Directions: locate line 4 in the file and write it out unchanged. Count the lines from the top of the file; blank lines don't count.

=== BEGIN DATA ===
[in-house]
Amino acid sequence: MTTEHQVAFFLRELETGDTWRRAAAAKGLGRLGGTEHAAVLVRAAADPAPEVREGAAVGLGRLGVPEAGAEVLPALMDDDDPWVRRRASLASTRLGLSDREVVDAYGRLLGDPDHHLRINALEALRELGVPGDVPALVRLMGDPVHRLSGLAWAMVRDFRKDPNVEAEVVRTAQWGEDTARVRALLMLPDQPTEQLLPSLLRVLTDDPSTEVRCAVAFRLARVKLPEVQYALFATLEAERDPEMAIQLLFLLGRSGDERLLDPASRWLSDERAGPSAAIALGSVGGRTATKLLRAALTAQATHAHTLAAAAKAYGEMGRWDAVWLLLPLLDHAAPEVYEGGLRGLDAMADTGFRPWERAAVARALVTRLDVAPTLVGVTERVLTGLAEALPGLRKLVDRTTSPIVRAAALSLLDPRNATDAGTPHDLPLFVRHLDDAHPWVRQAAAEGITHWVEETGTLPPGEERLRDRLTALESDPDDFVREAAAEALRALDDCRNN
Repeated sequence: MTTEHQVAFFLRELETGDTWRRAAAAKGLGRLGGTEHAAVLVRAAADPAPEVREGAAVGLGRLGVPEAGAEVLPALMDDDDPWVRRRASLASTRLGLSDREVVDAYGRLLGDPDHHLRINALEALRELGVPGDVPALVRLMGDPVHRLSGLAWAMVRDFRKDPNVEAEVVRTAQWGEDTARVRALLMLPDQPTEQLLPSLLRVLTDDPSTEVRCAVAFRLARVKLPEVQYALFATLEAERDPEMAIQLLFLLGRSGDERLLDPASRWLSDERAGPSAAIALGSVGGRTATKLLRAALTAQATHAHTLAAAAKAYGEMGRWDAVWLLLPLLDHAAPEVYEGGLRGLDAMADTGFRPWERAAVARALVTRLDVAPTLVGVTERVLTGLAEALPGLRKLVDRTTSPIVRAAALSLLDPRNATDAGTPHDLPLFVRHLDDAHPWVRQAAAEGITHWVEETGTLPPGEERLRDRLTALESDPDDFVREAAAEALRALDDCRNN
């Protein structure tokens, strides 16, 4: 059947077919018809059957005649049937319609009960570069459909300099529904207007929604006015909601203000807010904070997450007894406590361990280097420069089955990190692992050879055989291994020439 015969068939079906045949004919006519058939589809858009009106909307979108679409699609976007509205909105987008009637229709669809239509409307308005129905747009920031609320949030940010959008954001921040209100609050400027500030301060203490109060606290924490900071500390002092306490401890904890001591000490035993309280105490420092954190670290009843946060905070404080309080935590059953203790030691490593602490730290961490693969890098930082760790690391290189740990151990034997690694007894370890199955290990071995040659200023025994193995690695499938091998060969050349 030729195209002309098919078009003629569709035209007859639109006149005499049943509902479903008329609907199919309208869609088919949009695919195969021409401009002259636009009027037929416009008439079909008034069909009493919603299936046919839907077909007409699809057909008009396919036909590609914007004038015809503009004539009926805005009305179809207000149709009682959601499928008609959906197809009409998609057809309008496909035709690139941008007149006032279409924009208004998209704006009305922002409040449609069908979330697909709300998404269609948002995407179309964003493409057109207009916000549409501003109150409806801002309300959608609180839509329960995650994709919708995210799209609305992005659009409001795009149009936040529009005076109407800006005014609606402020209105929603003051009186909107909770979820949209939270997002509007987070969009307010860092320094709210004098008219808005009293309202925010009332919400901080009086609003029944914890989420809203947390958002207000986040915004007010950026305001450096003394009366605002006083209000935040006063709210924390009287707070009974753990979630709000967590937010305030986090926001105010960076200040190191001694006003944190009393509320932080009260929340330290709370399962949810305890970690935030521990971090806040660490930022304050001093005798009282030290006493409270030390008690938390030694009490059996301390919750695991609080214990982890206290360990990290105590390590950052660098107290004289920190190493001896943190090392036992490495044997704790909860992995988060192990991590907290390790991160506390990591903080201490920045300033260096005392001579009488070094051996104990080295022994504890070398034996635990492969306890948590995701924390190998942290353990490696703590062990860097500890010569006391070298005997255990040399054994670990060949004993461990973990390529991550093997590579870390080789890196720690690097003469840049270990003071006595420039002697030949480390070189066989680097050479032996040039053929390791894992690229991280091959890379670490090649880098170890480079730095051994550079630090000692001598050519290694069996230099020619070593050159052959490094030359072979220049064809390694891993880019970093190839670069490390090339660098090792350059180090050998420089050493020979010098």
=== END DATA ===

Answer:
């Protein structure tokens, strides 16, 4: 059947077919018809059957005649049937319609009960570069459909300099529904207007929604006015909601203000807010904070997450007894406590361990280097420069089955990190692992050879055989291994020439 015969068939079906045949004919006519058939589809858009009106909307979108679409699609976007509205909105987008009637229709669809239509409307308005129905747009920031609320949030940010959008954001921040209100609050400027500030301060203490109060606290924490900071500390002092306490401890904890001591000490035993309280105490420092954190670290009843946060905070404080309080935590059953203790030691490593602490730290961490693969890098930082760790690391290189740990151990034997690694007894370890199955290990071995040659200023025994193995690695499938091998060969050349 030729195209002309098919078009003629569709035209007859639109006149005499049943509902479903008329609907199919309208869609088919949009695919195969021409401009002259636009009027037929416009008439079909008034069909009493919603299936046919839907077909007409699809057909008009396919036909590609914007004038015809503009004539009926805005009305179809207000149709009682959601499928008609959906197809009409998609057809309008496909035709690139941008007149006032279409924009208004998209704006009305922002409040449609069908979330697909709300998404269609948002995407179309964003493409057109207009916000549409501003109150409806801002309300959608609180839509329960995650994709919708995210799209609305992005659009409001795009149009936040529009005076109407800006005014609606402020209105929603003051009186909107909770979820949209939270997002509007987070969009307010860092320094709210004098008219808005009293309202925010009332919400901080009086609003029944914890989420809203947390958002207000986040915004007010950026305001450096003394009366605002006083209000935040006063709210924390009287707070009974753990979630709000967590937010305030986090926001105010960076200040190191001694006003944190009393509320932080009260929340330290709370399962949810305890970690935030521990971090806040660490930022304050001093005798009282030290006493409270030390008690938390030694009490059996301390919750695991609080214990982890206290360990990290105590390590950052660098107290004289920190190493001896943190090392036992490495044997704790909860992995988060192990991590907290390790991160506390990591903080201490920045300033260096005392001579009488070094051996104990080295022994504890070398034996635990492969306890948590995701924390190998942290353990490696703590062990860097500890010569006391070298005997255990040399054994670990060949004993461990973990390529991550093997590579870390080789890196720690690097003469840049270990003071006595420039002697030949480390070189066989680097050479032996040039053929390791894992690229991280091959890379670490090649880098170890480079730095051994550079630090000692001598050519290694069996230099020619070593050159052959490094030359072979220049064809390694891993880019970093190839670069490390090339660098090792350059180090050998420089050493020979010098």